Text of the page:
The Extent of the Atonement by David Allen: A Review

The Book I wanted to write – but BETTER! At the outset, let me say that this tome is a scholarly tour de force by one of the best friends a conscientious Calvinist can find anywhere. David Allen serves as … Continue reading

Baptism Saves You? Sermon notes for 1 Peter 14c

1 Peter Part 14c 1 Peter 3:13-22 Baptism Saves You? AUDIO FOR THIS SERMON CAN BE FOUND HERE Last time we were together, we really had to put our thinking caps on to sort out the difficult ideas in vss. … Continue reading

Great “new” (OLD) quote on the atonement debate.

TM3cMy friend Tony Byrne over at the THEOLOGICAL MEDITATIONS blog posted a wonderful and useful quote today. It’s worth your time.  CLICK HERE! or on the image, or the link in the blog name.

No doubt, someone will find my having links to something by Tony and James White side-by-side ironic. But, I’ve got brothers I love everywhere in Christ’s family.

Dominic Bnonn Tennant on “universal” atonement 2 (unh, er, 6) You’ll see!

universal1Yesterday I posted the link to Dom’s 5 article in his series on “universal atonement” – today is the second post – part 6. Hope that isn’t too confusing.

I will make my pitch once again however for better language. The atonement is NOT universal in that sense that ALL are saved. None who fail to believe will be saved. And there is NO atonement for the fallen angels. Nor is it unlimited in the sense that all sins are already forgiven. It is unlimited in its capacity to save all should all believe, nor is there any sin which it is insufficient to meet. And, it is universal in that there is no human being to whom the genuine offer of salvation cannot (or should not) be made.

That said…In this part, Dominic rightly gets to the heart of 3 very important matters in this entire discussion, which I have been talking about since the first posting of my own atonement musings.

1. Eternal justification is a virtually inescapable conclusion to arrive at, if one holds to the popularized version of “limited atonement”.

2. We cannot let our theological rationalizations operate in such a way that for all intents and purposes, justification by faith – becomes little more than a cliche, and not an actual necessity in salvation. Because the atonement is the means whereby unbelief is forgiven, does not mean that one (even of the elect) has already crossed over from unbelief to saving faith at the time/space history point of Jesus’ death on the Cross.  Scripture never separates faith and justification.

3. The accomplishment of the atonement at Calvary does not automatically bestow faith upon the elect at that moment. We absolutely must make proper room for the Holy Spirit to work the grace of regeneration in the heart of the person through the ordinary means of the preaching of the Gospel. We cannot simply make the sovereign work of the Holy Spirit unnecessary.

To fail to deal with each of these in their order and importance is to create an artificial plan of salvation which does not square with the whole of the Scriptural counsel on the matte. It creates a scheme out of some genuine aspects, but omits several others resulting in a skewed view.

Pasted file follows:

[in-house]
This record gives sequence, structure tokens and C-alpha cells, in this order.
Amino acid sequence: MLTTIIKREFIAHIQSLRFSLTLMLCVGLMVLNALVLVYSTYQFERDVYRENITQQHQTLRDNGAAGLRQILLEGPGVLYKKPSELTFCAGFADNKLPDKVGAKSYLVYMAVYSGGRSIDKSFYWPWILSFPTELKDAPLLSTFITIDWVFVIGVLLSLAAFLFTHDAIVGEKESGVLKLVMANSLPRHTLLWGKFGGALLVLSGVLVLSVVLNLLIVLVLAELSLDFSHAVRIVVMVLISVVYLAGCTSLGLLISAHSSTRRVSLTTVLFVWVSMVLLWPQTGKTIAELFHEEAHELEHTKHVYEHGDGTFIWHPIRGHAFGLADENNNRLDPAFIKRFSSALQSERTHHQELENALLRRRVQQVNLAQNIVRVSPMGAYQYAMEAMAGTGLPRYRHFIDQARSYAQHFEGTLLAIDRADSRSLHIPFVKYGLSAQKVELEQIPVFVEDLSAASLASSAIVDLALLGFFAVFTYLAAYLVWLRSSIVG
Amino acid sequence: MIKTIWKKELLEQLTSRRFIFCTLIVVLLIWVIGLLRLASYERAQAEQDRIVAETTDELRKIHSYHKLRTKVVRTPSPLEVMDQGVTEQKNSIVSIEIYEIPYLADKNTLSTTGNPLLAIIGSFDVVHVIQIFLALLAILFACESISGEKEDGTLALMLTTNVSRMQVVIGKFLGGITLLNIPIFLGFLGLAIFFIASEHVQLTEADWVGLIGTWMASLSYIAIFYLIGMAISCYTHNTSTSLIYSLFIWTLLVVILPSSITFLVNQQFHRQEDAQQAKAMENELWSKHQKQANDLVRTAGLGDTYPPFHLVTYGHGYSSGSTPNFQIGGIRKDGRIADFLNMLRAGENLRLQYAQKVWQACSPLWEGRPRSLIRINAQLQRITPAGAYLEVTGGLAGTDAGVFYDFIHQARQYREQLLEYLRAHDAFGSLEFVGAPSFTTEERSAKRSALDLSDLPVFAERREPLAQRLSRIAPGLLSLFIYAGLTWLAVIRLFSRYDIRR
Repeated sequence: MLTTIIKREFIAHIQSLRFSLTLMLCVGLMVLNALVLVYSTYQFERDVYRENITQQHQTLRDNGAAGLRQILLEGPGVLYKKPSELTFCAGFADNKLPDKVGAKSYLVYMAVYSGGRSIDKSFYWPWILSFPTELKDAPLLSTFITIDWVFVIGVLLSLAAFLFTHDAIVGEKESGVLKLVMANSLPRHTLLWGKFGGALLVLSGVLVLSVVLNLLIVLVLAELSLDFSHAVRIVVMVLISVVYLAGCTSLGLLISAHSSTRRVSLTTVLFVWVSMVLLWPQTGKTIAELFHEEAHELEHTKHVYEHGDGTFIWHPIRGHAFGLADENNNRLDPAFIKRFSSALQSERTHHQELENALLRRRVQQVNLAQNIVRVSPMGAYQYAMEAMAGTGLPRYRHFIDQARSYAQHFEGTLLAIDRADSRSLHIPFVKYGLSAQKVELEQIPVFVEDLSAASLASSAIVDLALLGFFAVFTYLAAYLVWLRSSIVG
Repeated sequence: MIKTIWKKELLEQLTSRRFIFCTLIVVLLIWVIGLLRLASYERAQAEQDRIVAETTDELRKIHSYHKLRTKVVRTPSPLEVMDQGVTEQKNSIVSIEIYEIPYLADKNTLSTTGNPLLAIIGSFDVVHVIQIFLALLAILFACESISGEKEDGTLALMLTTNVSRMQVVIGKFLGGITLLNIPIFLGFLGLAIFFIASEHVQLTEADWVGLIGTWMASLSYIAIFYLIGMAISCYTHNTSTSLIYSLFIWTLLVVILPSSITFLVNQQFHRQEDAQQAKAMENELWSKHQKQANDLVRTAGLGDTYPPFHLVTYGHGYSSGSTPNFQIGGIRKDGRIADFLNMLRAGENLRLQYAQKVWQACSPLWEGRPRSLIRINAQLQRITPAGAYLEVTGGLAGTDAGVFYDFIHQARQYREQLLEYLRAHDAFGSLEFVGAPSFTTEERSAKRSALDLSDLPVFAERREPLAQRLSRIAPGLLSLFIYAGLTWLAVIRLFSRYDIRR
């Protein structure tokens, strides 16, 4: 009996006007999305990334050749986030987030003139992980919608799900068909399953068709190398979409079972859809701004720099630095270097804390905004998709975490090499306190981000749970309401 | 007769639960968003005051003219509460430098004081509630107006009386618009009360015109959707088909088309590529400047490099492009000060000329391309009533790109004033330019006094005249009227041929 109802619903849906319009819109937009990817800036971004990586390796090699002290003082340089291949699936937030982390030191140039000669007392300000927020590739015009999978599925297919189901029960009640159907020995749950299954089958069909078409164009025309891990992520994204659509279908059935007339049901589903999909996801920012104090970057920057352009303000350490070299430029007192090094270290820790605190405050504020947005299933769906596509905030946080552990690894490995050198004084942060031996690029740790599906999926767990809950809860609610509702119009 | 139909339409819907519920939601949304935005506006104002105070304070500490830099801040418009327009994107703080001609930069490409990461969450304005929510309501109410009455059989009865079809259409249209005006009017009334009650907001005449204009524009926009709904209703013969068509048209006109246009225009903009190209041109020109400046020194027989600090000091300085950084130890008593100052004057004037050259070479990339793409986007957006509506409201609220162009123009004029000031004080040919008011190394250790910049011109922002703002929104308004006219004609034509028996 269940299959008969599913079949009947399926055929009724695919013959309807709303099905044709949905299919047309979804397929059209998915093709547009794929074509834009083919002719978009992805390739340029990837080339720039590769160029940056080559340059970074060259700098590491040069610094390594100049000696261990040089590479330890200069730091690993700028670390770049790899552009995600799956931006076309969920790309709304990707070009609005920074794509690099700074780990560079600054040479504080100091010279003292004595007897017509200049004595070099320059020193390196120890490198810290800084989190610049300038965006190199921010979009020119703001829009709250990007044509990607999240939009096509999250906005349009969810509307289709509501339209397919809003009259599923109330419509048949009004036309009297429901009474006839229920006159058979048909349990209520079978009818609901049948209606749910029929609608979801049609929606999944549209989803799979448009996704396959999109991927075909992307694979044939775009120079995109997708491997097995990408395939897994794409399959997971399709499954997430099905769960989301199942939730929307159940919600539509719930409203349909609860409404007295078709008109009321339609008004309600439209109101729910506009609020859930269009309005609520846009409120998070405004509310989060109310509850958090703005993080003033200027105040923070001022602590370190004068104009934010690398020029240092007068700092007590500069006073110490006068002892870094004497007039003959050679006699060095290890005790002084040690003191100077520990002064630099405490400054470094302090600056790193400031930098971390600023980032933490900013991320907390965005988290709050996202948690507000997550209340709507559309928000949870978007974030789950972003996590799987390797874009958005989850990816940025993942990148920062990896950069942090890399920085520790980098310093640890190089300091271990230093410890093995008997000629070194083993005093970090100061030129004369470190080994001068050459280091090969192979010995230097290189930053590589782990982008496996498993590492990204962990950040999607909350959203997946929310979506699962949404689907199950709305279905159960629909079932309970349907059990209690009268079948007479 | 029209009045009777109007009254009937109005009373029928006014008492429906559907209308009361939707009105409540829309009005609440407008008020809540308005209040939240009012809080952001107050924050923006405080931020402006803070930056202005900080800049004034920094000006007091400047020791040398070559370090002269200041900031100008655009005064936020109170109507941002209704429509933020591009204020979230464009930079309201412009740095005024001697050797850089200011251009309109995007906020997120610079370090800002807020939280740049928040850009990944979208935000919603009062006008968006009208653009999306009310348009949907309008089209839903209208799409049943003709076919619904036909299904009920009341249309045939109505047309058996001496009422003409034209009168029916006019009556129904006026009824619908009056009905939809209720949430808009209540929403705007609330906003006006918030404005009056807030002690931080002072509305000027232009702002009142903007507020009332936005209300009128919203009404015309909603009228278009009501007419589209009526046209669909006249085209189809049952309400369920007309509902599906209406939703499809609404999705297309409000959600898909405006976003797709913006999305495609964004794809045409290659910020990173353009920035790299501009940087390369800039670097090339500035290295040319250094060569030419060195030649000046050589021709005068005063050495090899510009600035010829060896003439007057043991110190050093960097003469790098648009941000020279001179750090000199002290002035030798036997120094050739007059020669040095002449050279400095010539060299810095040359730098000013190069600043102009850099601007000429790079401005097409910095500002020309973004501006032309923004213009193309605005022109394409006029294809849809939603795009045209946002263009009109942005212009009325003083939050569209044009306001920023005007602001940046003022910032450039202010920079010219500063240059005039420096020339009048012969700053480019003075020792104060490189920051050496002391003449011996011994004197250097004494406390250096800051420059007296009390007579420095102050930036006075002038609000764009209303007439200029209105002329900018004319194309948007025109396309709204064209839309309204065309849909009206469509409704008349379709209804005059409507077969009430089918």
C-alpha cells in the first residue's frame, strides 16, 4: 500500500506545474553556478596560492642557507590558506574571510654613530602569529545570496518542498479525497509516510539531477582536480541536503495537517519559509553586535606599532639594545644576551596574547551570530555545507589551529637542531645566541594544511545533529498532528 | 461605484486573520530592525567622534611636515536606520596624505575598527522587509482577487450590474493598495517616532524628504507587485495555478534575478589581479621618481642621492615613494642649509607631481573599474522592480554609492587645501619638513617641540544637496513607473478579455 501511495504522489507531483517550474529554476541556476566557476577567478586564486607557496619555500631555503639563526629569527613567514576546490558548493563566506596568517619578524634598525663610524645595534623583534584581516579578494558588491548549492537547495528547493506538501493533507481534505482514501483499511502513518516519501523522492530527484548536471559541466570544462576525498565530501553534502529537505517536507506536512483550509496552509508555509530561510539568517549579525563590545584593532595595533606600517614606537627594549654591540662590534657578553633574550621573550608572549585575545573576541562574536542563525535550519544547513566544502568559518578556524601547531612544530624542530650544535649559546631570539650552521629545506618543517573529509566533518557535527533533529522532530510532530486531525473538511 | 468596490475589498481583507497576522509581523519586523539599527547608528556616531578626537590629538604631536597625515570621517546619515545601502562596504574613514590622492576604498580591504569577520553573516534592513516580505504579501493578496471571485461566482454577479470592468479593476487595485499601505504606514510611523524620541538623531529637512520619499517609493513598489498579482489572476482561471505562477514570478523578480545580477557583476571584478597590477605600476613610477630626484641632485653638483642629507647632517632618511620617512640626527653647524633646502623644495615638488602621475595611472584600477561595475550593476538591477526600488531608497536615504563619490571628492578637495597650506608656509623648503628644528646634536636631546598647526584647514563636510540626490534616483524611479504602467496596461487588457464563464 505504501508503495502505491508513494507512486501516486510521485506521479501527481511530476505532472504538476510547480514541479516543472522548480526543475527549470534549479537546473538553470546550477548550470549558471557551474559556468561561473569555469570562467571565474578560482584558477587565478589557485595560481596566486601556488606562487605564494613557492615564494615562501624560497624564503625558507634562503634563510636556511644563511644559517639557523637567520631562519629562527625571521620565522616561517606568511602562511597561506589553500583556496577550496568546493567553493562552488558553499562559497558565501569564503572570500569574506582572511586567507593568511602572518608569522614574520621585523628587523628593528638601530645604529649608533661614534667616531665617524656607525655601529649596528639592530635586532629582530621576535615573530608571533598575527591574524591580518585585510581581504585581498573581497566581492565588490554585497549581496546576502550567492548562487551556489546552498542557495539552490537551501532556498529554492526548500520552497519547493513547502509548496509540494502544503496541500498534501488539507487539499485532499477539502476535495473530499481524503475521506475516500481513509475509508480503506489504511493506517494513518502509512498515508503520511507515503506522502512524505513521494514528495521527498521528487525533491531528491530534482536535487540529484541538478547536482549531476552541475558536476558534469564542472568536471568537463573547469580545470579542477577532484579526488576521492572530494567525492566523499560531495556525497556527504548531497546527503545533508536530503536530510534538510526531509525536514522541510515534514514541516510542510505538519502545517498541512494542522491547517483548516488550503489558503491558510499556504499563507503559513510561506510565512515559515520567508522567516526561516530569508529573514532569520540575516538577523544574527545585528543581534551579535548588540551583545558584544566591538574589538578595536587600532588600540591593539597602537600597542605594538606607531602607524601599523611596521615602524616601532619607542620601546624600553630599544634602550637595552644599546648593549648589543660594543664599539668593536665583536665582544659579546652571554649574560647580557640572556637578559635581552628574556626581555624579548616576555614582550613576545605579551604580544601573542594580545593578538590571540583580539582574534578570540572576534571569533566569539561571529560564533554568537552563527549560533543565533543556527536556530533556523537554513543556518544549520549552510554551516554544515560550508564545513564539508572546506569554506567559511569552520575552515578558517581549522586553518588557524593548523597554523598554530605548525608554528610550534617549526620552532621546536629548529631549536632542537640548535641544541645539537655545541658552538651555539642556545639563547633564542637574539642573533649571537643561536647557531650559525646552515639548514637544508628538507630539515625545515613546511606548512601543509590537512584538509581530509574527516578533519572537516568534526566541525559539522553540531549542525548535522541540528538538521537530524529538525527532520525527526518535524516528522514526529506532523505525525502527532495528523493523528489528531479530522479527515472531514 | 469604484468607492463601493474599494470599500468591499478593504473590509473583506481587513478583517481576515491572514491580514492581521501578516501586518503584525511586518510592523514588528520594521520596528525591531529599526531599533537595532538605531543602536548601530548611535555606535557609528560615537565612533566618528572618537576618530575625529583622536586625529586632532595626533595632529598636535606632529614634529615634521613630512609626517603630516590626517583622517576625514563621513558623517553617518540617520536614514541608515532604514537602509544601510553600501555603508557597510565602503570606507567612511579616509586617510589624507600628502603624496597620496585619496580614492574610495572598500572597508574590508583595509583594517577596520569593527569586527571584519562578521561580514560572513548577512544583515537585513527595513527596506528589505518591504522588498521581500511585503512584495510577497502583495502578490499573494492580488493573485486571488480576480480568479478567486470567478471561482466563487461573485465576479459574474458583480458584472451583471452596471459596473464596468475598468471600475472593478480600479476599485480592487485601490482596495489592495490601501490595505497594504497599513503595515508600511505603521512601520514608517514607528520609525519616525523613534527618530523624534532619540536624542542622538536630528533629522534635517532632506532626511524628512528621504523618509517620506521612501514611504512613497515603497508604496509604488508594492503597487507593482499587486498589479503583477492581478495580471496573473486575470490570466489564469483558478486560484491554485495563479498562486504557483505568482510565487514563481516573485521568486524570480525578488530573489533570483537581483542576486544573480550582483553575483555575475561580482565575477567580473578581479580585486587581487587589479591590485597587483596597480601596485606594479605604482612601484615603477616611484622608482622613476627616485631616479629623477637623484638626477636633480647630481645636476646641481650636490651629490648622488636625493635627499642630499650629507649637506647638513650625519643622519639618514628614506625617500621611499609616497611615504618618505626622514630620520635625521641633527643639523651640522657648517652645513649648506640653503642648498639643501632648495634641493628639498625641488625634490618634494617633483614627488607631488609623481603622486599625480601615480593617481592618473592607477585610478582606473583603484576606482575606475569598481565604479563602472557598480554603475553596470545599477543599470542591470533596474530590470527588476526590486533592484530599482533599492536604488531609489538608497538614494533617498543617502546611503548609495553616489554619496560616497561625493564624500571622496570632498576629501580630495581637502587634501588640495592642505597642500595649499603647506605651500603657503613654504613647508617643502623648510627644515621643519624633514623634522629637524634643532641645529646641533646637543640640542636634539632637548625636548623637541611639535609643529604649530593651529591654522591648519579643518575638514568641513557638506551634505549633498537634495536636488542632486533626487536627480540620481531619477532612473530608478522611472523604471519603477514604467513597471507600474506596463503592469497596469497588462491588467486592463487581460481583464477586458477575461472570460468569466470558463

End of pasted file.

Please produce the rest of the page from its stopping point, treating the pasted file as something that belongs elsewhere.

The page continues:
YOU CAN READ PART #6 HERE

Dominic Bnonn Tennant on “universal” atonement.

universalI am still not a fan of the term “universal atonement” – in that the term (in my small brain) conveys something of application. I.e. universal implies on some level true effectiveness actually acquired or participated in by all. Maybe I just need to get over the language issue. One dictionary states its first definition universal as: “Of, relating to, extending to, or affecting the entire world or all within the world; worldwide: “This discovery of literature has as yet only partially penetrated the universal consciousness” (Ellen Key).” So while I hold that the atonement is universally “applicable” (the way John Davenant most often says it) I tend to shy away from calling it a “universal atonement”. I still prefer either an “unlimited” atonement (there is no sin which cannot be forgiven on the basis of it without violating God’s justice) or perhaps an “objective” atonement –  it is “real” and yet is not “applied.”

As I’ve stated many times before and in other places, I do not think of myself as a 4-Point Calvinist (though I’ve since stopped thinking that’s necessarily a bad thing) but prefer to describe myself as a 6-pointer: That there is both a particular aspect to the atonement (in God’s intent regarding the elect) and a universal or unlimited aspect in the genuine offer of the atonement’s benefits to all in the preaching of the Gospel, God’s desire for all men to be saved, and some of the benefits of the atonement which do impact all of mankind.

OK – all of my (probably unnecessary) qualifications aside – Dominic Bnonn Tennant’s latest post on Universal Atonement is truly superb reading. Clear, concise, Biblical, rational and I believe – correct. Check it our for yourself.

READ THE FULL ARTICLE HERE

Universal Ineffectual Atonement vs Limited Effectual Atonement: An Argument for Limited Atonement

eitherorThe THEOLOGY ON LINE blog has an excellent entry today on the false either/or dilemma in the debate on the extent of Christ’s atonement. It quotes a particulalry pertinent section from Nathaniel Hardy’s Commentary on the Gospel of John – 1865.  

those of us who embrace this point of view are often accused of inventing something “new.” Alas, ’tis not so. Nor is it Arminian nor even Amyraldian.  Check out this short but excellent read.  There is no reason that the discussion over the extend of the atonement has to remain deadlocked in an absolute either/or dichotomy, when we can have a perfectly plausible both/and construct which harmonizes ALL of the passages on the atonement. I want Hershey’s AND Reese’s!

READ THE FULL ARTICLE HERE